• The migration can enter the Mara as early as mid June; in other years wildebeest can linger in the northern Serengeti well into August and September. You can stake out likely Mara River crossing points in both the Serengeti and Masai Mara throughout July and August. The northern Serengeti, between the Mara River and Kenyan border, the Lamai Wedge is easily accessed by Sayari Camp and Lamai Serengeti. Serengeti Bushtops is also located near the Mara River, while seasonal camps include Lemala Mara, Olakira and Serengeti Under Canvas.


August

The northward thrust continues. In a typical year, you can expect the migration to reach the Masai Mara by early August. River crossings often reach their frenzied climax this month as large herds take a leap of faith into the Mara River, sometimes doubling back on themselves a few days later – much to the delight of waiting crocs and lions.


  • Kenya’s finest wildlife sanctuary has plenty of superb camps and lodges, both in the national reserve itself and in neighbouring conservancies. If you’re here specifically to witness the migration, Serena Lodge, Mara Intrepids, Rekero Camp and the Governor’s Camps are located in the western half of the Masai Mara National Reserve, within easy reach of river crossing points. All camps and lodges in the wider Mara can organize day trips into the national reserve.


September

The focus of the migration is firmly in Kenya where the wildebeest edge slowly eastwards through the Masai Mara. They’ll wander wherever there is fresh grass, so you can also expect to encounter large herds in the conservancies surrounding the reserve.


  • Choice picks for (top end) places to stay include Kichwa Tembo and Bateleur Camps, Basecamp Masai Mara, Fig Tree Camp, the Governor’s Camps, Kicheche Mara and Bush Camps, Mara Plains Camp, Mara Bushtops, Mara Porini and Porini Lion Camps, Naibosho Camp, Ngerende Island Lodge, Rekero Camp and Sanctuary Olonana. For budget options, you can camp near the Oloolaimutiek and Talek gates.


October

The herds begin to move with renewed purpose. Any week now, rains start falling on the short-grass plains of the southern Serengeti and the wildebeest need to be there when fresh green shoots have pushed to the surface. And so begins the long trek south.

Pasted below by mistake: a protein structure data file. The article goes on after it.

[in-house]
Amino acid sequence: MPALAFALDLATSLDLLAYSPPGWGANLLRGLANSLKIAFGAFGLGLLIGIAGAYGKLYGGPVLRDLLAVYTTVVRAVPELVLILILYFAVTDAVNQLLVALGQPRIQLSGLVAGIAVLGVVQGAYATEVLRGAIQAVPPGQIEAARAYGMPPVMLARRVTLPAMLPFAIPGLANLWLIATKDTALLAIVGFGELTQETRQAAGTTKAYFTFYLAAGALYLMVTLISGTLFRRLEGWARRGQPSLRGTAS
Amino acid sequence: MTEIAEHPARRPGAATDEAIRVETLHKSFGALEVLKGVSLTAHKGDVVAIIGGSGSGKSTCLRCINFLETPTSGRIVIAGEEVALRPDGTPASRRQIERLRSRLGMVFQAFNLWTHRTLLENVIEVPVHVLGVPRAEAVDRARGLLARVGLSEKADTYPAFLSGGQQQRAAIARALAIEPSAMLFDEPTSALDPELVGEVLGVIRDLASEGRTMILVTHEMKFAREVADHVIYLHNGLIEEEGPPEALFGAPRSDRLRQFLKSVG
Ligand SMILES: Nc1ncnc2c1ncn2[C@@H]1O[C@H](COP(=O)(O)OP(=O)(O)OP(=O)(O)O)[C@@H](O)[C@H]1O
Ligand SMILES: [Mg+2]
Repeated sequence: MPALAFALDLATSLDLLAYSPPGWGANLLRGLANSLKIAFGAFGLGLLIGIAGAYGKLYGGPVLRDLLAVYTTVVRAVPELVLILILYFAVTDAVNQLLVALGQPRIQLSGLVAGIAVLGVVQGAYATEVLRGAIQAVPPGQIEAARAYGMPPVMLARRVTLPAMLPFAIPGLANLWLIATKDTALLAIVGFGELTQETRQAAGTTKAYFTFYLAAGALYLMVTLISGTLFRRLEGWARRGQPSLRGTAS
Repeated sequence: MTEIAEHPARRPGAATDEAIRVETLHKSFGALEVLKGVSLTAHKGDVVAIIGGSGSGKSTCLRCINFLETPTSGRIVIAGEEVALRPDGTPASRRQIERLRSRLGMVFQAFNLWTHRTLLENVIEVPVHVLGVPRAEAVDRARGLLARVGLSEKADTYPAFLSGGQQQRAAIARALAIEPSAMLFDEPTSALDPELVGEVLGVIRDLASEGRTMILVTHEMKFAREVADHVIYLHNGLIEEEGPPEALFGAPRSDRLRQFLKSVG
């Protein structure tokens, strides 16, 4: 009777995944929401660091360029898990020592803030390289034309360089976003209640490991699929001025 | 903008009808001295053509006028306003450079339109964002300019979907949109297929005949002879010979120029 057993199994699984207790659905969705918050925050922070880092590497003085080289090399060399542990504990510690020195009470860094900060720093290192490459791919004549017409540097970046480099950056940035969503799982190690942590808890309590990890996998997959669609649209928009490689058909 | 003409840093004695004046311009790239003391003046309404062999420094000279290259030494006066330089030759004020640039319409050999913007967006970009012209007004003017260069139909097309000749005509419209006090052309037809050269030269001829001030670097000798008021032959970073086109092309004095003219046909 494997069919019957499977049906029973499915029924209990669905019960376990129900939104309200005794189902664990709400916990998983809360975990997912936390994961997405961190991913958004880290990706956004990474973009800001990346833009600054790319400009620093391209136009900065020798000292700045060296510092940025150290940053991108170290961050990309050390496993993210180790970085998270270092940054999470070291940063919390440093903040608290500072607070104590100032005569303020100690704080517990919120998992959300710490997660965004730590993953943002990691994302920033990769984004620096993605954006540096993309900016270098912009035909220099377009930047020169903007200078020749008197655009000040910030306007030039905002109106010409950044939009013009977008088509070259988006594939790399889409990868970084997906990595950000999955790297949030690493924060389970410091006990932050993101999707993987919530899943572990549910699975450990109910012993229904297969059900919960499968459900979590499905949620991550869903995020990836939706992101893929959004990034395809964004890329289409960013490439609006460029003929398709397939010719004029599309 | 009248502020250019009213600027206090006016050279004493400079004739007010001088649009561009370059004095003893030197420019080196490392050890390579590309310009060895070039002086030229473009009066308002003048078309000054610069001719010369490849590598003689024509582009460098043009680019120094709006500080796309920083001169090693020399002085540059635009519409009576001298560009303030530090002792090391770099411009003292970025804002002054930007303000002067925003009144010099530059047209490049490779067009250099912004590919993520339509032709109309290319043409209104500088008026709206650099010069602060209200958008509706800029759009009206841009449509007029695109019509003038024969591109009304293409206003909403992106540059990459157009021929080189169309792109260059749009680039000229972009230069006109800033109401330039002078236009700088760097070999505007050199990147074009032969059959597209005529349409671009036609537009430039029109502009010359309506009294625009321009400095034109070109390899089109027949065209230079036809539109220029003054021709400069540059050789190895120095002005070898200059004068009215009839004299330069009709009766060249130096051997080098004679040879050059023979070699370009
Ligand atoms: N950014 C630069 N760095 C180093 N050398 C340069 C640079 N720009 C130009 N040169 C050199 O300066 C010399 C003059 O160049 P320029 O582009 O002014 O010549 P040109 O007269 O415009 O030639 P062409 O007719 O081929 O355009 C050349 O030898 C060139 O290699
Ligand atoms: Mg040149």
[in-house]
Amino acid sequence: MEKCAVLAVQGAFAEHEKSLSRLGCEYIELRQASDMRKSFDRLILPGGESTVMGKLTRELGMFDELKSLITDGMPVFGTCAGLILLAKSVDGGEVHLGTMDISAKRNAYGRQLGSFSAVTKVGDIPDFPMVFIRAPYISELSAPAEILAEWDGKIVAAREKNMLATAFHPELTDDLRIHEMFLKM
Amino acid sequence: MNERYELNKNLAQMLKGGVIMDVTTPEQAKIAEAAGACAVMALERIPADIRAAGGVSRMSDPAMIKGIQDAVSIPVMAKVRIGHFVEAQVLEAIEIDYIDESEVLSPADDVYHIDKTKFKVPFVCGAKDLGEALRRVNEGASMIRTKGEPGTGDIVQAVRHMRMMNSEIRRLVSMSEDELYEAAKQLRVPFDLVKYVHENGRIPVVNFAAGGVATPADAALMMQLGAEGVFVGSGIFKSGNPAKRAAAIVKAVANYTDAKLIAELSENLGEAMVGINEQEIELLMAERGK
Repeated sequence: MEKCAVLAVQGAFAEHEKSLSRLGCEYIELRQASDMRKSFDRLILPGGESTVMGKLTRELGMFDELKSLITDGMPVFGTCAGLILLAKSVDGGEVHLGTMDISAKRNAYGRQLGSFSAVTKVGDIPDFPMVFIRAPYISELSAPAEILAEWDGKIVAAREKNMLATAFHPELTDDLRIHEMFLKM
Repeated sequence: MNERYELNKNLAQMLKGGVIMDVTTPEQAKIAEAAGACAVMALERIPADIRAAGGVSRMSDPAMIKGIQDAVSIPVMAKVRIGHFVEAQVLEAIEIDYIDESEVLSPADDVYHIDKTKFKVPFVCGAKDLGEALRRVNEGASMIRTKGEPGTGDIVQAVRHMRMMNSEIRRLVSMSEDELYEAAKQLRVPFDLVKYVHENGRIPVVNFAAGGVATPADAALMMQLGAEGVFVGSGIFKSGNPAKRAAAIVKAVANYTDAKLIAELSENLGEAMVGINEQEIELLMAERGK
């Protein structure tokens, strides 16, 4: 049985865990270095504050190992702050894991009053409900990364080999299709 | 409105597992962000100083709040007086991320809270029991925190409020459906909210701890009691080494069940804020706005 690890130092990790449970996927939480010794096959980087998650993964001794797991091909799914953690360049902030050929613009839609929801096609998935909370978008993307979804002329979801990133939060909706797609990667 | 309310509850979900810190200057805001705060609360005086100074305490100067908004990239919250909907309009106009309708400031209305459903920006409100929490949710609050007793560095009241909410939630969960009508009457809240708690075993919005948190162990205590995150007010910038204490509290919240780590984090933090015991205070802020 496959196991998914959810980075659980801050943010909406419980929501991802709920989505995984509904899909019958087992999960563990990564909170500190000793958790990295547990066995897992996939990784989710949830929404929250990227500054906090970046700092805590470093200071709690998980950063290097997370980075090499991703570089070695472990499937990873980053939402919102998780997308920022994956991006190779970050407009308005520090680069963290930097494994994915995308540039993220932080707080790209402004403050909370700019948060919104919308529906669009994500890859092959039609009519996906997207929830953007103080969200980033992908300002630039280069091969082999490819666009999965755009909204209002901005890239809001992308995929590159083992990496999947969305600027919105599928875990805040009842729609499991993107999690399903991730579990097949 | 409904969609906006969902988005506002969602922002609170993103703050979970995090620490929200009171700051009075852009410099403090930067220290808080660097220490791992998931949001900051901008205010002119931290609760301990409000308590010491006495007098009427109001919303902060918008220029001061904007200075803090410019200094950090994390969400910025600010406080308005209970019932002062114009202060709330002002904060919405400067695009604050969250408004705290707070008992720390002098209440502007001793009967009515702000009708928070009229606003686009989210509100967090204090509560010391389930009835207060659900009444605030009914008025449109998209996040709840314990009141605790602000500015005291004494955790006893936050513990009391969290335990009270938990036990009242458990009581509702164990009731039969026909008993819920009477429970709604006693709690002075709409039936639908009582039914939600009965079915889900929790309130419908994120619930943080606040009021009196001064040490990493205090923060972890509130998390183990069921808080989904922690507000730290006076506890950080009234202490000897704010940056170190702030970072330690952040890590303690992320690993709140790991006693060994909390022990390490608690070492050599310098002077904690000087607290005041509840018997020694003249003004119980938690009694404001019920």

• Perched below the Kuka Hills in the Loliondo Game Controlled Area, &Beyond’s Klein’s Camp often has a grandstand view of the migration, while Nomad’s Serengeti Safari Camp and Nduara Loliondo Camp are also well placed at this time of year. Further south, Lobo Wildlife Lodge and Migration Camp both make good bases.


November

The herds pick up the pace as the short rains lure them southwards. They form long columns stretching from Lobo to the Serengeti’s central Seronera area.


  • Lobo Wildlife Lodge can still be a good option, but as the month progresses look more to the south. Serena’s Mbuzi Mawe Tented Camp and Bilila Lodge Kempinski are near the migration corridor.


December

The herds reach the southern Serengeti, completing the cycle.


  • Lodges and camps in the Seronera and Ndutu areas once more become the focus of migration viewing.


Find out more about the Masai Mara in Kenya >


Find out more about the Serengeti in Tanzania >

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Wildlife Wishlist was founded by zoologist, conservationist and award-winning travel writer and photographer William Gray. Sharing his passion for wildlife and recommendations for responsible travel, Will has spent around 30 years tracking down the world's best wildlife holiday experiences.